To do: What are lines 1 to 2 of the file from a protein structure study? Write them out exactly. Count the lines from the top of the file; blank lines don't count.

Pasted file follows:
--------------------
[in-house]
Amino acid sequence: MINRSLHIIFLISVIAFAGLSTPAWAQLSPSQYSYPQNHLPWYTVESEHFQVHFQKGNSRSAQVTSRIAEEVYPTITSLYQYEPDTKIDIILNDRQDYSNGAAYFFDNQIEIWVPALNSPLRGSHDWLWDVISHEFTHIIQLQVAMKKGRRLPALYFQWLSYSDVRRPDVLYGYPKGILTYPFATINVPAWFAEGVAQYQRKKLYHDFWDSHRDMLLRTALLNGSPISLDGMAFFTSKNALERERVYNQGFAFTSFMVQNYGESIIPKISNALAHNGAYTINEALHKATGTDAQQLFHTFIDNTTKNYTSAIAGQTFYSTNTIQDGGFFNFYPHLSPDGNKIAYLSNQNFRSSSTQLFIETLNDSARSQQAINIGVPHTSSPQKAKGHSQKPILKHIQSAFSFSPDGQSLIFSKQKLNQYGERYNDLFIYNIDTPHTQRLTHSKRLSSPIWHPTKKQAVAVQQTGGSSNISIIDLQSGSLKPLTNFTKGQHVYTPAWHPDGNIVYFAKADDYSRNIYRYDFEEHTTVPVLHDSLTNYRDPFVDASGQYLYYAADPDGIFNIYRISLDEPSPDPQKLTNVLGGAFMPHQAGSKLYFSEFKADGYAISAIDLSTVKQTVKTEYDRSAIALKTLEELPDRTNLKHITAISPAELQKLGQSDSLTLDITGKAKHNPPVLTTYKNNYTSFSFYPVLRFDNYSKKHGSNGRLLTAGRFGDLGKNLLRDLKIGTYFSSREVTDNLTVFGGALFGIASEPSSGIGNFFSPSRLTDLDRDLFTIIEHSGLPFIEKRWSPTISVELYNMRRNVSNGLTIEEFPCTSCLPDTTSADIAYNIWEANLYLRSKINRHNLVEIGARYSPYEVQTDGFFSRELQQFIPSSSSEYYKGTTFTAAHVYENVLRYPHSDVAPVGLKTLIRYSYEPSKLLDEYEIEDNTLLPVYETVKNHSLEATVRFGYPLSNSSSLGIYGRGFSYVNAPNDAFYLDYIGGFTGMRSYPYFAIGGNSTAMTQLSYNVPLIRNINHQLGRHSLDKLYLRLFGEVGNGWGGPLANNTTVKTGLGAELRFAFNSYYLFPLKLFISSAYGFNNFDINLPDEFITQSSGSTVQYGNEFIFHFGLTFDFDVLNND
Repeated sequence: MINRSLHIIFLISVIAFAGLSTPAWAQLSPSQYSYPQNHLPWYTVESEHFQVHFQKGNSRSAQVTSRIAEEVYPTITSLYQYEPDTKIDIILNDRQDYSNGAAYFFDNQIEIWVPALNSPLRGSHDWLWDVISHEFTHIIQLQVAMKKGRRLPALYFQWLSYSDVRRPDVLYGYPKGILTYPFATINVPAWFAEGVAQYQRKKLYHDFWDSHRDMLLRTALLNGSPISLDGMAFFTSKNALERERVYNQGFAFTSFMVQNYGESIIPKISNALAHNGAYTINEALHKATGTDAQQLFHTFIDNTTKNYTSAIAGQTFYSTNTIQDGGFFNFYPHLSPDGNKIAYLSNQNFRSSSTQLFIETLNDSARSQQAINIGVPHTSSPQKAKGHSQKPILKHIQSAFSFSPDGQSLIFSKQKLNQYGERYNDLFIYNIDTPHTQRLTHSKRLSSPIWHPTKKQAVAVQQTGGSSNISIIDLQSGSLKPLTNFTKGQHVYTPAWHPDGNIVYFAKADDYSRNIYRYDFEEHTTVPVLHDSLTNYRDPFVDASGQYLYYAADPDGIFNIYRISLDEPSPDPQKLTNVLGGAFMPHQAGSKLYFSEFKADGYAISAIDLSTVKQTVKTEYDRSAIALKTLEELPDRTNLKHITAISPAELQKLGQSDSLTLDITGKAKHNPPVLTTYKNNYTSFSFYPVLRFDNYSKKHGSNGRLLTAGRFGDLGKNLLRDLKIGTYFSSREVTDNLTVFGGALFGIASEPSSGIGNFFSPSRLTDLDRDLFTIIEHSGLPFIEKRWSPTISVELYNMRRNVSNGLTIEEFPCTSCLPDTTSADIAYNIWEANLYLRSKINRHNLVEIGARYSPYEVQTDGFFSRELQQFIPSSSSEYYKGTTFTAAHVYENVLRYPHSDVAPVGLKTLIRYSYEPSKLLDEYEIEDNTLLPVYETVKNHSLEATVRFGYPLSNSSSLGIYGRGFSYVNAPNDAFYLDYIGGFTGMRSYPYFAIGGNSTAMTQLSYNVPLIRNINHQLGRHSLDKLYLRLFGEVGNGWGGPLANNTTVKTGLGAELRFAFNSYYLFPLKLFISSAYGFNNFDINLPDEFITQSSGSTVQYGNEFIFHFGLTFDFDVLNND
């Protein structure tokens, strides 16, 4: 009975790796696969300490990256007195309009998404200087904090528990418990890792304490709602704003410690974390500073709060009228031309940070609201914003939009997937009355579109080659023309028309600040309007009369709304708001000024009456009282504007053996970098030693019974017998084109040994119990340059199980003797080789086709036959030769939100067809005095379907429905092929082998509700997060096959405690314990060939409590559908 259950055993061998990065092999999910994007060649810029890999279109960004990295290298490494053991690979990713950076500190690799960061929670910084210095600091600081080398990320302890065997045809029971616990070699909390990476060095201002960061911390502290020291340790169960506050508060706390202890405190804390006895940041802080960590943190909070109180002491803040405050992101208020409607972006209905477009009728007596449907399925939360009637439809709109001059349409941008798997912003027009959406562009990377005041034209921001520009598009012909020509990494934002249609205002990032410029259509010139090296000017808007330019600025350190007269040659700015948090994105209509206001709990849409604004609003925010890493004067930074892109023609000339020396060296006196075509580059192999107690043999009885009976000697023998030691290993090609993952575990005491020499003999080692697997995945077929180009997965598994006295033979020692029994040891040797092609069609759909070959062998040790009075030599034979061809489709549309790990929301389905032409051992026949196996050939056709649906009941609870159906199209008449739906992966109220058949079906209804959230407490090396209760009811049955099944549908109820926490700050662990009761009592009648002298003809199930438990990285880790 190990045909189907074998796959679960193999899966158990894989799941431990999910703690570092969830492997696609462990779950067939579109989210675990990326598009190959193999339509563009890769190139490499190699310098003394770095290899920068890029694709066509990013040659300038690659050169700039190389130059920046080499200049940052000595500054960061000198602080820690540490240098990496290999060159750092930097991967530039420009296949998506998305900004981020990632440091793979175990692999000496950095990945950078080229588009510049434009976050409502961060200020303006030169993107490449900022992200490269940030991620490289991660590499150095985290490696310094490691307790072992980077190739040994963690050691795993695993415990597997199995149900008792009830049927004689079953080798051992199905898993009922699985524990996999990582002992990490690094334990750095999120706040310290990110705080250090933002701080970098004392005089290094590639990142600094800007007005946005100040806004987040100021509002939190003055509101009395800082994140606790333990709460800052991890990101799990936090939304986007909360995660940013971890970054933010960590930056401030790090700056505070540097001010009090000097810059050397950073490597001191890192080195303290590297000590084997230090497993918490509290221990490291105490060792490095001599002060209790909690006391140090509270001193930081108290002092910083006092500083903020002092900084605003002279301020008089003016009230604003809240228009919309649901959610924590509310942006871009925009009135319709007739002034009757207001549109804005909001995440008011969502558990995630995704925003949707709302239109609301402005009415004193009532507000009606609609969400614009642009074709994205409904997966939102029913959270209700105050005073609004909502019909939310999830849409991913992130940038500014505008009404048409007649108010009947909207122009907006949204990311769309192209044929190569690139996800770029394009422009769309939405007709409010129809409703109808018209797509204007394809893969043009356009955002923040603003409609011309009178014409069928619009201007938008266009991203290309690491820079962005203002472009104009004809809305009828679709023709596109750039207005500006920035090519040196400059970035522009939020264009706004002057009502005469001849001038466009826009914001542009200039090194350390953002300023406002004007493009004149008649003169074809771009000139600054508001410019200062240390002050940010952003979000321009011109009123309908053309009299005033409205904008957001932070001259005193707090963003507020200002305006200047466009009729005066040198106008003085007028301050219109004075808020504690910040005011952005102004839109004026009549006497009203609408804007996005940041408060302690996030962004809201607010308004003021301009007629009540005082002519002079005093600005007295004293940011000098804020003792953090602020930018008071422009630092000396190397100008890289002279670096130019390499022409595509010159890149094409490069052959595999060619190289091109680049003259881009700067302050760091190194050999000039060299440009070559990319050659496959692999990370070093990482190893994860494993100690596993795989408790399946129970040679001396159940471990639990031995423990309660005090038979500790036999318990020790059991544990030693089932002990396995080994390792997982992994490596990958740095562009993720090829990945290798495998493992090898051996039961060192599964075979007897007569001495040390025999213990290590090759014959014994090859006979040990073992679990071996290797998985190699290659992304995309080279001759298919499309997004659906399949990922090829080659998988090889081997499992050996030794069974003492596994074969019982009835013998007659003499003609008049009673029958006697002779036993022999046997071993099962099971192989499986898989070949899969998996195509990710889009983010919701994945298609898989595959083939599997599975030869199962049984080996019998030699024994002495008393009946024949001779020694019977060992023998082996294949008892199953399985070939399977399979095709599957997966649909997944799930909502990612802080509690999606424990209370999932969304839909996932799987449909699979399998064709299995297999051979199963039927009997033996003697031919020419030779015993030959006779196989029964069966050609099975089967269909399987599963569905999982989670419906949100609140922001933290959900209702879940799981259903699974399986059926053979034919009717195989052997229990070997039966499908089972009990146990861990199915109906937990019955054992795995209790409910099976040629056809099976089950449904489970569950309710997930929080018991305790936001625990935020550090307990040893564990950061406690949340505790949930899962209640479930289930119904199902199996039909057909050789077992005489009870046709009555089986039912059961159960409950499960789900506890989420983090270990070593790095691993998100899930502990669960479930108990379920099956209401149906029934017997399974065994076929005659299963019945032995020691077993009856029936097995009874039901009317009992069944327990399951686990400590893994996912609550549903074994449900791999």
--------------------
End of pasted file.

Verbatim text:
[in-house]
Amino acid sequence: MINRSLHIIFLISVIAFAGLSTPAWAQLSPSQYSYPQNHLPWYTVESEHFQVHFQKGNSRSAQVTSRIAEEVYPTITSLYQYEPDTKIDIILNDRQDYSNGAAYFFDNQIEIWVPALNSPLRGSHDWLWDVISHEFTHIIQLQVAMKKGRRLPALYFQWLSYSDVRRPDVLYGYPKGILTYPFATINVPAWFAEGVAQYQRKKLYHDFWDSHRDMLLRTALLNGSPISLDGMAFFTSKNALERERVYNQGFAFTSFMVQNYGESIIPKISNALAHNGAYTINEALHKATGTDAQQLFHTFIDNTTKNYTSAIAGQTFYSTNTIQDGGFFNFYPHLSPDGNKIAYLSNQNFRSSSTQLFIETLNDSARSQQAINIGVPHTSSPQKAKGHSQKPILKHIQSAFSFSPDGQSLIFSKQKLNQYGERYNDLFIYNIDTPHTQRLTHSKRLSSPIWHPTKKQAVAVQQTGGSSNISIIDLQSGSLKPLTNFTKGQHVYTPAWHPDGNIVYFAKADDYSRNIYRYDFEEHTTVPVLHDSLTNYRDPFVDASGQYLYYAADPDGIFNIYRISLDEPSPDPQKLTNVLGGAFMPHQAGSKLYFSEFKADGYAISAIDLSTVKQTVKTEYDRSAIALKTLEELPDRTNLKHITAISPAELQKLGQSDSLTLDITGKAKHNPPVLTTYKNNYTSFSFYPVLRFDNYSKKHGSNGRLLTAGRFGDLGKNLLRDLKIGTYFSSREVTDNLTVFGGALFGIASEPSSGIGNFFSPSRLTDLDRDLFTIIEHSGLPFIEKRWSPTISVELYNMRRNVSNGLTIEEFPCTSCLPDTTSADIAYNIWEANLYLRSKINRHNLVEIGARYSPYEVQTDGFFSRELQQFIPSSSSEYYKGTTFTAAHVYENVLRYPHSDVAPVGLKTLIRYSYEPSKLLDEYEIEDNTLLPVYETVKNHSLEATVRFGYPLSNSSSLGIYGRGFSYVNAPNDAFYLDYIGGFTGMRSYPYFAIGGNSTAMTQLSYNVPLIRNINHQLGRHSLDKLYLRLFGEVGNGWGGPLANNTTVKTGLGAELRFAFNSYYLFPLKLFISSAYGFNNFDINLPDEFITQSSGSTVQYGNEFIFHFGLTFDFDVLNND